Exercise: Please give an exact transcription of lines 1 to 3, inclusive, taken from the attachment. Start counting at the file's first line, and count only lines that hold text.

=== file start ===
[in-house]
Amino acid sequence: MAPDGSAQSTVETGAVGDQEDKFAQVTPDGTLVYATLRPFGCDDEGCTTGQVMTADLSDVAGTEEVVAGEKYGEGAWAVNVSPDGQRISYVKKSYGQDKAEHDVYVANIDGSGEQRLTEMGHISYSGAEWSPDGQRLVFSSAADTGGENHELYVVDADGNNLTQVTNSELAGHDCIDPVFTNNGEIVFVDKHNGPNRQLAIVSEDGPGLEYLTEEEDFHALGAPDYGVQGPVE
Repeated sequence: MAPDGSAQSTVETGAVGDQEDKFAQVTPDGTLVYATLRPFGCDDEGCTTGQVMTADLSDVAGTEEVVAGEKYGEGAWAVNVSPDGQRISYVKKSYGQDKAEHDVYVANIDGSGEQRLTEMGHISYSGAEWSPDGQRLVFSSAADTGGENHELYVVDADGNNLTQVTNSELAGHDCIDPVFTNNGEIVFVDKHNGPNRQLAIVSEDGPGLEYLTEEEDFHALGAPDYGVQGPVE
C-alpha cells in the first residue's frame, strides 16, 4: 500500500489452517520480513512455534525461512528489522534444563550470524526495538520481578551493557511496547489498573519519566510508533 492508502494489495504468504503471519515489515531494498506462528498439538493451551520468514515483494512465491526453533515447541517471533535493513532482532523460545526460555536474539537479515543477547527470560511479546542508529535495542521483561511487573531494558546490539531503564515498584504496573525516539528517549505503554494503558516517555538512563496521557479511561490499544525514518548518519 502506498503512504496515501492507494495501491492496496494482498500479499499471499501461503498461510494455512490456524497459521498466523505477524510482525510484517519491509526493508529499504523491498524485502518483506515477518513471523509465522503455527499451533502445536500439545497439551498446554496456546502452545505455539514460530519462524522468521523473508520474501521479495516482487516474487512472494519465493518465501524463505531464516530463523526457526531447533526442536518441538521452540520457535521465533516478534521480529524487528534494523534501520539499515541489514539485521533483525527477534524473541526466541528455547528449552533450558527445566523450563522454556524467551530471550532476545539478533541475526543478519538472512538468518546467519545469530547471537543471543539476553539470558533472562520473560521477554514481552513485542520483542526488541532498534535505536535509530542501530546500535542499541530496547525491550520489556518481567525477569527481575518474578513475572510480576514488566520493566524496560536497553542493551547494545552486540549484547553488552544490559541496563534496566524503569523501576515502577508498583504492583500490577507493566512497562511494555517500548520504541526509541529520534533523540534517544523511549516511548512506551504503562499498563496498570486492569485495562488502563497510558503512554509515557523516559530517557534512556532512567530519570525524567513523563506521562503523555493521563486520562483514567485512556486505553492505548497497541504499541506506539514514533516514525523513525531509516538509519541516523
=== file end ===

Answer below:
[in-house]
Amino acid sequence: MAPDGSAQSTVETGAVGDQEDKFAQVTPDGTLVYATLRPFGCDDEGCTTGQVMTADLSDVAGTEEVVAGEKYGEGAWAVNVSPDGQRISYVKKSYGQDKAEHDVYVANIDGSGEQRLTEMGHISYSGAEWSPDGQRLVFSSAADTGGENHELYVVDADGNNLTQVTNSELAGHDCIDPVFTNNGEIVFVDKHNGPNRQLAIVSEDGPGLEYLTEEEDFHALGAPDYGVQGPVE
Repeated sequence: MAPDGSAQSTVETGAVGDQEDKFAQVTPDGTLVYATLRPFGCDDEGCTTGQVMTADLSDVAGTEEVVAGEKYGEGAWAVNVSPDGQRISYVKKSYGQDKAEHDVYVANIDGSGEQRLTEMGHISYSGAEWSPDGQRLVFSSAADTGGENHELYVVDADGNNLTQVTNSELAGHDCIDPVFTNNGEIVFVDKHNGPNRQLAIVSEDGPGLEYLTEEEDFHALGAPDYGVQGPVE